For many of us, the parable of the sower is well-known. Matthew 13 is one of the passages that describes the seed that was sown. The first fell on hard ground and was snatched away. The last fell on prepared ground and produced a harvest. It is the seeds in the middle that often cause the most debate. Some seed fell on rocky ground. There wasn't much soil and the seed grew for a short while and then was killed by the strength of the sun because it didn't have strong roots buried deeply enough to draw moisture from the ground. Other seed fell among thorns and was eventually choked.
In explaining the parable to His disciples, Jesus said that the seed that fell on rocky ground represented the person "...who hears the word and at once receives it with joy. But since he has no root, he lasts only a short time. When trouble or persecution comes because of the word, he quickly falls away" (13:20, 21).
Then Jesus described the seed falling on thorny ground as "...the man who hears the word, but the worries of this life and the deceitfulness of wealth choke it, making it unfruitful" (13:22).
It's about these two groups of people that James writes in his epistle. He finishes his short letter with this: "My brothers, if one of you should wander from the truth and someone should bring him back, remember this: Whoever turns a sinner away from his error will save him from death and cover over a multitude of sins" (James 5:19, 20).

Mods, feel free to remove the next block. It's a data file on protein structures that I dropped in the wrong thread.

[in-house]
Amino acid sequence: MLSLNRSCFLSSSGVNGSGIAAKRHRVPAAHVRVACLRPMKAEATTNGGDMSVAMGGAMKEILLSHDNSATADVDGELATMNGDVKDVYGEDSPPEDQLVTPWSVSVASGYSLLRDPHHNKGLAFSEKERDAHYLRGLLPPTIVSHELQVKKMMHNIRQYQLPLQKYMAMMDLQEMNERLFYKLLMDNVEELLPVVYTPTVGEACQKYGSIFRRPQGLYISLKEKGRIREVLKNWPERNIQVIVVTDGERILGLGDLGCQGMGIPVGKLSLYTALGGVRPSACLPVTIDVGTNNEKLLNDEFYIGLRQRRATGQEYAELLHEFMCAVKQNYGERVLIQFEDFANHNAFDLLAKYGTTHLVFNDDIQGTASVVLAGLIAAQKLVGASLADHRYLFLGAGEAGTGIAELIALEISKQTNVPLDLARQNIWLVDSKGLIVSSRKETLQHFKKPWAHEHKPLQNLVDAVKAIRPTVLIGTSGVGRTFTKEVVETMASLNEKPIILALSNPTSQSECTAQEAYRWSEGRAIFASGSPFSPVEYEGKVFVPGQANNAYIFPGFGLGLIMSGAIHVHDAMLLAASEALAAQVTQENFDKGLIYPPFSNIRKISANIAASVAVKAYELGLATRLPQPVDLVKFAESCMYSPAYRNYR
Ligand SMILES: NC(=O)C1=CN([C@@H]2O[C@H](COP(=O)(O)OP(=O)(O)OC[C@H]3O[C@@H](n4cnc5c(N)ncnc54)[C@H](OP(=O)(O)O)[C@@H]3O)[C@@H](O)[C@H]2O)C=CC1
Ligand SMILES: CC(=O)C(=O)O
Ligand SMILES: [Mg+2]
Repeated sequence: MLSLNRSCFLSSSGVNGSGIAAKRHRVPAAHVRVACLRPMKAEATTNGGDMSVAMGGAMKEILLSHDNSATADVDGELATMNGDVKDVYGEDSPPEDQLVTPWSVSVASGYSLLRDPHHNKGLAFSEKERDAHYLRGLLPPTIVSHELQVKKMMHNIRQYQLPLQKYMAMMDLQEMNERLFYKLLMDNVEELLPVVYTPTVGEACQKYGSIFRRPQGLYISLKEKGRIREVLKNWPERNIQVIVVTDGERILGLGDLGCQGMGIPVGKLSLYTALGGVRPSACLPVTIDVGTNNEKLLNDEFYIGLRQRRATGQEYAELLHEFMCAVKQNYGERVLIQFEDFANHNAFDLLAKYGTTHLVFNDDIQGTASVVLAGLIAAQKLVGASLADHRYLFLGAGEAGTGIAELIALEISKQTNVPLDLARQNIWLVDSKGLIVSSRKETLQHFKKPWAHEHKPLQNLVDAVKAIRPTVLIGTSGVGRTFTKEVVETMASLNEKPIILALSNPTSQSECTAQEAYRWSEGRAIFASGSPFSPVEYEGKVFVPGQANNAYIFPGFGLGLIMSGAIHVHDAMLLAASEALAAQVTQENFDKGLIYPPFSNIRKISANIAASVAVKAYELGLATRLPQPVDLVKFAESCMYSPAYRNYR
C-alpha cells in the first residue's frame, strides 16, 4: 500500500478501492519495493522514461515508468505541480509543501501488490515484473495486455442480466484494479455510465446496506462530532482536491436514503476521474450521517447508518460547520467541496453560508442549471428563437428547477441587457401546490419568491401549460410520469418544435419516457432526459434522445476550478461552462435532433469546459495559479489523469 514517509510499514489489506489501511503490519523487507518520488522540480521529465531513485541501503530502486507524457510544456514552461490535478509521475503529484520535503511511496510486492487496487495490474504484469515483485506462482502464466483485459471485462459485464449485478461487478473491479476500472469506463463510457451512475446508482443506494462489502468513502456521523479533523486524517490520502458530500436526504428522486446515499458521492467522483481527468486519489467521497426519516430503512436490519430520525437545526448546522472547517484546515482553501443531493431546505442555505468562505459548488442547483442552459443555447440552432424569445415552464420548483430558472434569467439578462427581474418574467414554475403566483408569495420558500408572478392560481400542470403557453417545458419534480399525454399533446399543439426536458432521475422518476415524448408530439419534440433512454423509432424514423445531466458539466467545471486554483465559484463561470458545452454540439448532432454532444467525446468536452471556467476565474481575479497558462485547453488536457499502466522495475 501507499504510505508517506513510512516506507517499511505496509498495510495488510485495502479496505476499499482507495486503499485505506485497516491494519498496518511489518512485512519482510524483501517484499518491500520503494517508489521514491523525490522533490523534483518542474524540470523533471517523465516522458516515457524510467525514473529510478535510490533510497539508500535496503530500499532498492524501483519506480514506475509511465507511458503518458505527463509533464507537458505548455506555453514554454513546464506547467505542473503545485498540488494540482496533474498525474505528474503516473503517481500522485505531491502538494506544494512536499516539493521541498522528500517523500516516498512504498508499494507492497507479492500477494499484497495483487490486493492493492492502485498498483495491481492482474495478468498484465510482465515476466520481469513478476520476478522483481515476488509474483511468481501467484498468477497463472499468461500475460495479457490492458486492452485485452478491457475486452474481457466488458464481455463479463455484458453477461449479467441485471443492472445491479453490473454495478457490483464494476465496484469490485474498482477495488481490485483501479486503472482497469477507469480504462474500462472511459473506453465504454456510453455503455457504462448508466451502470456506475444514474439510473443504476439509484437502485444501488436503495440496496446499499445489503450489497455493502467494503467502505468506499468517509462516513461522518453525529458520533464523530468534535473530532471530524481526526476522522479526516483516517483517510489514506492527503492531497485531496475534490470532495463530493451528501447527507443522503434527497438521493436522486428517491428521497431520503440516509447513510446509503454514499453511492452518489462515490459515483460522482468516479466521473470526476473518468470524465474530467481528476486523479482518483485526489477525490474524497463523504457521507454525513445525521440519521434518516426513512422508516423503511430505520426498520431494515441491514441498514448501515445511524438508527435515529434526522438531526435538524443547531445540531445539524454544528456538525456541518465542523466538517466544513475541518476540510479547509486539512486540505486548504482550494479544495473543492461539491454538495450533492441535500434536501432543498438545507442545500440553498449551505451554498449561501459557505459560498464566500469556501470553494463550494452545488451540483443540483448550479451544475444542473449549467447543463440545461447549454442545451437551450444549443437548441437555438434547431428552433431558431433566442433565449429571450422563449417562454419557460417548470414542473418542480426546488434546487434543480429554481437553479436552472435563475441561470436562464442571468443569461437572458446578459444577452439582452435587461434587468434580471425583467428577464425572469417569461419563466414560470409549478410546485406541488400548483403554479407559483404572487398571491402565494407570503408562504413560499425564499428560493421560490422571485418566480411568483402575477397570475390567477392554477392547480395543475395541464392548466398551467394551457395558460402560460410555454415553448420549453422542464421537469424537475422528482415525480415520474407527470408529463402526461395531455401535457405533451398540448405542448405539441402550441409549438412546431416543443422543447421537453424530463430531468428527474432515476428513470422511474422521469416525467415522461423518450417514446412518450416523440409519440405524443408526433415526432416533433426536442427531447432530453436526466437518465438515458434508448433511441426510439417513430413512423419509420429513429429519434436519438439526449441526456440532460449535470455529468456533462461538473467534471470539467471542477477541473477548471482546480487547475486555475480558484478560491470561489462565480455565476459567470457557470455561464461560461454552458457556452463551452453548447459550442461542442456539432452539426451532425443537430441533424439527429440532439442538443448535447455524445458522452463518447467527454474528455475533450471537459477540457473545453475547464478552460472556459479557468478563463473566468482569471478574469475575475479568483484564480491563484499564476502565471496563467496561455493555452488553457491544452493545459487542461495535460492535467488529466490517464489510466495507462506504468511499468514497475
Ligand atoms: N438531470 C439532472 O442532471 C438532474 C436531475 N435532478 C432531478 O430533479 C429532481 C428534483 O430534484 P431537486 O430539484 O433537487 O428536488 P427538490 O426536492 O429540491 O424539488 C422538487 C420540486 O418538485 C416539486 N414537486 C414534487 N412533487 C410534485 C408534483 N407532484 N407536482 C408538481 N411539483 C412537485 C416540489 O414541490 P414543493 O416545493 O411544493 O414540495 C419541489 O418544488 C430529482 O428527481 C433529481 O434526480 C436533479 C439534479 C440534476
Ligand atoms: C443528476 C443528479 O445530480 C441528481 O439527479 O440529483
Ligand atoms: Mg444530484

Who among us has not known someone who made a profession of faith and then wandered away?
There is little doubt that the mission of those who are walking in truth is to encourage those who once did, and now aren't, to return to that truth.
We back away from confronting those who have fallen away. We don't want to be accused of being judgmental. But where Scripture has already made a judgment call, we stand on what God has already said, not on what we personally have determined is right or wrong. What God says is sin, is sin, and we only speak for Him. As always our speech is to be flavoured with "salt" or grace (Colossians 4:6). Truth is to be delivered with love (Ephesians 4:5).
Very little comment was made by the Biblical scholars I researched about the meaning of the last part of James's statement. I suppose there is room for interpretation. We don't always know the spiritual condition of those who once professed faith and then fell away. Perhaps they never made a genuine confession of faith in the first place. Perhaps they did, but didn't have the opportunity to put down the roots that were necessary to keep them strong in the faith when temptations or troubles came.
In any case, the restoration of one of these who has wandered saves them from either eternal death, in the case of the those who never made a genuine decision in the first place, or a life of fruitlessness which is the uselessness, or death, of a life that could have been lived well.
The restoration of one of these who has wandered also rescues that person from adding sin upon sin as he or she moves farther and farther away from the Lord.
It's hard to speak to one who is wandering. It costs us. And we know that only the Spirit of God can ultimately save and/or restore. But we, the hands, feet, and voices that He has chosen to work through, have a responsibility to demonstrate the love we have for Him and for those whom He loves, to care for those who are fallen, or who have fallen—to care enough to speak the truth in love.